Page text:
Wahab Shittu, the lawyer to the suspended Acting Chairman of the Economic and Financial Crimes Commission (EFCC), Mr Ibrahim Magu, has described the UK court’s verdict in the case against Process and Industrial Developments (P&ID) as a victory for his client.
In a statement issued over the weekend, Shittu said the court’s decision showed the result of a detailed and thorough investigation done by the EFCC led by Mr Magu.
“It is a monumental landmark achievement occasioned by Magu’s hard work and leadership style.
“The judgment has indeed greatly relieved the country from the impending and disastrous effect that the execution of the $9.6b judgment plus interest, would have had on our fragile economy,” he said.
Shittu further stated that the decision shows that “rather than punish Mr Magu over his handling of the investigation, he should be given a heroic commendation for saving the country in a huge way”.
According to him, Magu should be celebrated rather than being vilified. “It is rather unfortunate that the handling of P&ID investigation forms part of the allegations against him which led to his suspension,” he added.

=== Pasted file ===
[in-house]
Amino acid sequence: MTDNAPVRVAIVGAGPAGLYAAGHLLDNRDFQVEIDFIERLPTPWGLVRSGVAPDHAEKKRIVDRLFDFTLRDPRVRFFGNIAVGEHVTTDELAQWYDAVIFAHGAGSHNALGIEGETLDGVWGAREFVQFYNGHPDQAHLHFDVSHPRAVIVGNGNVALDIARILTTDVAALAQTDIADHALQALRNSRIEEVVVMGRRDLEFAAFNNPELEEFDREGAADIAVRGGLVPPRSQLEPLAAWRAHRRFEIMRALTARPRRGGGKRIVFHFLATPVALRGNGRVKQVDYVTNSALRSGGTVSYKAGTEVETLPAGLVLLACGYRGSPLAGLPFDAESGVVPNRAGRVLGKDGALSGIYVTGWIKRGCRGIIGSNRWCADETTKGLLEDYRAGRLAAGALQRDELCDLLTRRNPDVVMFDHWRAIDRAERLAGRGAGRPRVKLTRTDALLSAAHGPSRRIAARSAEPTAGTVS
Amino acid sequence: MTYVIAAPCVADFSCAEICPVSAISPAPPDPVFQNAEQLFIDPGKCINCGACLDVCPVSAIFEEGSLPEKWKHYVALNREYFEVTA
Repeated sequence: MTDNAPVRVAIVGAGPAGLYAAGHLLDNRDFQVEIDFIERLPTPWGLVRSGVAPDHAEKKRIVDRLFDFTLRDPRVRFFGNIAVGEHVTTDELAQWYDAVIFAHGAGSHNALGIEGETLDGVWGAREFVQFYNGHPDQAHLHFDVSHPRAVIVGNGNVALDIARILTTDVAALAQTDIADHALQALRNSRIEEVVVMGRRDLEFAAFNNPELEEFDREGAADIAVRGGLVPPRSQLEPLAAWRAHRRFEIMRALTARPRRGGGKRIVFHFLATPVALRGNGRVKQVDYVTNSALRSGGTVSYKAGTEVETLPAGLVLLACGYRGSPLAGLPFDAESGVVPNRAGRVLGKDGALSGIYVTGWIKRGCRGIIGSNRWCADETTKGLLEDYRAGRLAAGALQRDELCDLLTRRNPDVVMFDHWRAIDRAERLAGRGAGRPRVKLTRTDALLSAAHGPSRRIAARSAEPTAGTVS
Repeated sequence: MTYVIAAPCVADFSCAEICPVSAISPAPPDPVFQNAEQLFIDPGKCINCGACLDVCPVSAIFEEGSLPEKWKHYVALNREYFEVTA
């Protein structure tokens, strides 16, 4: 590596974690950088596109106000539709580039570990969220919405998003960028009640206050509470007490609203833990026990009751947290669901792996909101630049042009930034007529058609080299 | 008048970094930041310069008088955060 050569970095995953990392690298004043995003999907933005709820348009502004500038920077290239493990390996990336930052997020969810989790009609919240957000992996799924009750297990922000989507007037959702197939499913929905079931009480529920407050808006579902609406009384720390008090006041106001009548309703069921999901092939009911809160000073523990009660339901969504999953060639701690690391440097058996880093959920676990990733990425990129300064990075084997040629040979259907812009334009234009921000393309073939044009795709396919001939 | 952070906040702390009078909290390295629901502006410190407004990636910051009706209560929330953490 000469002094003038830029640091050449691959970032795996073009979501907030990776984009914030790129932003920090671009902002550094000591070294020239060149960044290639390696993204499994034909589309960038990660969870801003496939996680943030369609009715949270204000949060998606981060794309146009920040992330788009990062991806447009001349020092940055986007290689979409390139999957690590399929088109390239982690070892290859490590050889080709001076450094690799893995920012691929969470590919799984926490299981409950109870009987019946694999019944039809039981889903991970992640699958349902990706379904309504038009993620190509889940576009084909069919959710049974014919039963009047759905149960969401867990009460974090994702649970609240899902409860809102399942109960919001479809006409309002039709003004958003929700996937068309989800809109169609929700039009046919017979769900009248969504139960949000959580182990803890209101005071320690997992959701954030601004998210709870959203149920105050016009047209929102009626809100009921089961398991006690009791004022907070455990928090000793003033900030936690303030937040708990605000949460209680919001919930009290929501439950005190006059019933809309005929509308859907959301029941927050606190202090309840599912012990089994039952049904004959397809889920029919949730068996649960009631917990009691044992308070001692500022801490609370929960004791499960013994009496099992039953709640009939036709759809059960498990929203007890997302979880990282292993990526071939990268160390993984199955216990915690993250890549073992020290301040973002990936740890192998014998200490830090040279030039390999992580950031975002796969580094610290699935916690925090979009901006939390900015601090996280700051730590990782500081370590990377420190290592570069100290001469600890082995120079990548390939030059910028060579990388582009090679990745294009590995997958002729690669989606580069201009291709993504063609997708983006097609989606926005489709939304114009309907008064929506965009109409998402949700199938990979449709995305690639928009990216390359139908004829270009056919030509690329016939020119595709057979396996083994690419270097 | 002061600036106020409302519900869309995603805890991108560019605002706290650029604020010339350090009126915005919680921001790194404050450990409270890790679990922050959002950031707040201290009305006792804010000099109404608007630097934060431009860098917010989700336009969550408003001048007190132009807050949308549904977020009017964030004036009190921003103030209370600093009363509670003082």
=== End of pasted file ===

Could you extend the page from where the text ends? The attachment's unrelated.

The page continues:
On January 31, 2017, a tribunal had ruled that Nigeria should pay P&ID $6.6 billion as damages, as well as pre- and post-judgment interest at 7 per cent.
Subsequently, the Federal Government approached the court to establish that the contract was awarded on illegal terms.
The statement read: “The decision once more shows that rather than punish Mr Magu over his handling of the investigation, he should be given a heroic commendation for saving the country in a huge way. Magu should be celebrated rather than being vilified. It is rather unfortunate that the handling of the P&ID investigation forms part of the allegations against him. Magu which led to his suspension.
“There is no gainsaying that the evidence relied on in arriving at the decision came from the EFCC under Mr. Magu. The English Judge was very satisfied with the way and manner the EFCC carried out its investigation when he held at paragraphs 253 and 254 of the judgment: “what occurred might have been the EFCC proceeding at its normal pace in the light of the resources allocated to it, the other inquiries it was conducting and conditions in Nigeria. By comparison, the position after August 2019 might be exceptional and prompted by the serious position Nigeria faced in the light of Butchers J’s decision on the enforcement application.”